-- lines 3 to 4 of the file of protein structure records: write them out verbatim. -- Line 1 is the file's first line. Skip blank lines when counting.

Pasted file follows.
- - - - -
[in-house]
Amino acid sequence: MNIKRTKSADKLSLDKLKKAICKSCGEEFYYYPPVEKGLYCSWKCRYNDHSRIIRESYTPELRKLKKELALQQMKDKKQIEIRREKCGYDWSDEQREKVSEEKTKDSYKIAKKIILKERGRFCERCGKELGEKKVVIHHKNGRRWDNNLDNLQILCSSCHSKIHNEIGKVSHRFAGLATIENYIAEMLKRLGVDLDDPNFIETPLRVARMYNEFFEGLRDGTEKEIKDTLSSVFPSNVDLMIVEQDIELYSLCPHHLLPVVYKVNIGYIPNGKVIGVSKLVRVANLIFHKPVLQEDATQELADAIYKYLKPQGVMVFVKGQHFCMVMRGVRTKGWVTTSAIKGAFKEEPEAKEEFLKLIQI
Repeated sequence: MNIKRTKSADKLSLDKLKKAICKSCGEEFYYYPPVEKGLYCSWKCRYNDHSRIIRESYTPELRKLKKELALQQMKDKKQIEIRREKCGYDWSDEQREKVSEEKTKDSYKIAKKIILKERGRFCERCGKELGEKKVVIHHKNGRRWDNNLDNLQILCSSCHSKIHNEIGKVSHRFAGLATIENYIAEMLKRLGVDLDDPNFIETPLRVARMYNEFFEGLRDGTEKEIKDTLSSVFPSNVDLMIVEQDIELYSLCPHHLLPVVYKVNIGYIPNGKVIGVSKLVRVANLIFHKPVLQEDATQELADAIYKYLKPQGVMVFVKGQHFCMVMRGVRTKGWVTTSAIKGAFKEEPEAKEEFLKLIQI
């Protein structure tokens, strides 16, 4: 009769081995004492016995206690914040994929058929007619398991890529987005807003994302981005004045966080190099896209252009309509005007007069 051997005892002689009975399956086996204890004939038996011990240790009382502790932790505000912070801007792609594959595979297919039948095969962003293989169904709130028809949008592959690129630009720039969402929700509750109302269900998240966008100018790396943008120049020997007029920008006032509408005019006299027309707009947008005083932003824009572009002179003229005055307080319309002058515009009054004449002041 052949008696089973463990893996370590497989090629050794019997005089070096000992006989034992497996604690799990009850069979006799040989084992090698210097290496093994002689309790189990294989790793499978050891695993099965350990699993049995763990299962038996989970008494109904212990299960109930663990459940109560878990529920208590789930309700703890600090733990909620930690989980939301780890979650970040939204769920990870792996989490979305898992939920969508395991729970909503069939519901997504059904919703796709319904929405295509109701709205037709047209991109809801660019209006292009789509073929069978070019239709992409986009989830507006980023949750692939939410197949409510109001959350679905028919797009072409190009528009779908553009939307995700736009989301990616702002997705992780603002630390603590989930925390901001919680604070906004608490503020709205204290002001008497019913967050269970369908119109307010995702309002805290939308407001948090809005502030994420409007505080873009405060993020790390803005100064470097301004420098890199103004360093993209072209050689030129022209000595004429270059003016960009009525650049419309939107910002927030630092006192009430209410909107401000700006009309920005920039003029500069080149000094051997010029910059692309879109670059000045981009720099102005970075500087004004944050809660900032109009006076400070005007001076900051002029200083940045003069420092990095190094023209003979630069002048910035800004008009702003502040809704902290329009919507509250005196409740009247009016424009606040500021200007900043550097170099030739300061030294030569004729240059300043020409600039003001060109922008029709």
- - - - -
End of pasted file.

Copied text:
Repeated sequence: MNIKRTKSADKLSLDKLKKAICKSCGEEFYYYPPVEKGLYCSWKCRYNDHSRIIRESYTPELRKLKKELALQQMKDKKQIEIRREKCGYDWSDEQREKVSEEKTKDSYKIAKKIILKERGRFCERCGKELGEKKVVIHHKNGRRWDNNLDNLQILCSSCHSKIHNEIGKVSHRFAGLATIENYIAEMLKRLGVDLDDPNFIETPLRVARMYNEFFEGLRDGTEKEIKDTLSSVFPSNVDLMIVEQDIELYSLCPHHLLPVVYKVNIGYIPNGKVIGVSKLVRVANLIFHKPVLQEDATQELADAIYKYLKPQGVMVFVKGQHFCMVMRGVRTKGWVTTSAIKGAFKEEPEAKEEFLKLIQI
């Protein structure tokens, strides 16, 4: 009769081995004492016995206690914040994929058929007619398991890529987005807003994302981005004045966080190099896209252009309509005007007069 051997005892002689009975399956086996204890004939038996011990240790009382502790932790505000912070801007792609594959595979297919039948095969962003293989169904709130028809949008592959690129630009720039969402929700509750109302269900998240966008100018790396943008120049020997007029920008006032509408005019006299027309707009947008005083932003824009572009002179003229005055307080319309002058515009009054004449002041 052949008696089973463990893996370590497989090629050794019997005089070096000992006989034992497996604690799990009850069979006799040989084992090698210097290496093994002689309790189990294989790793499978050891695993099965350990699993049995763990299962038996989970008494109904212990299960109930663990459940109560878990529920208590789930309700703890600090733990909620930690989980939301780890979650970040939204769920990870792996989490979305898992939920969508395991729970909503069939519901997504059904919703796709319904929405295509109701709205037709047209991109809801660019209006292009789509073929069978070019239709992409986009989830507006980023949750692939939410197949409510109001959350679905028919797009072409190009528009779908553009939307995700736009989301990616702002997705992780603002630390603590989930925390901001919680604070906004608490503020709205204290002001008497019913967050269970369908119109307010995702309002805290939308407001948090809005502030994420409007505080873009405060993020790390803005100064470097301004420098890199103004360093993209072209050689030129022209000595004429270059003016960009009525650049419309939107910002927030630092006192009430209410909107401000700006009309920005920039003029500069080149000094051997010029910059692309879109670059000045981009720099102005970075500087004004944050809660900032109009006076400070005007001076900051002029200083940045003069420092990095190094023209003979630069002048910035800004008009702003502040809704902290329009919507509250005196409740009247009016424009606040500021200007900043550097170099030739300061030294030569004729240059300043020409600039003001060109922008029709």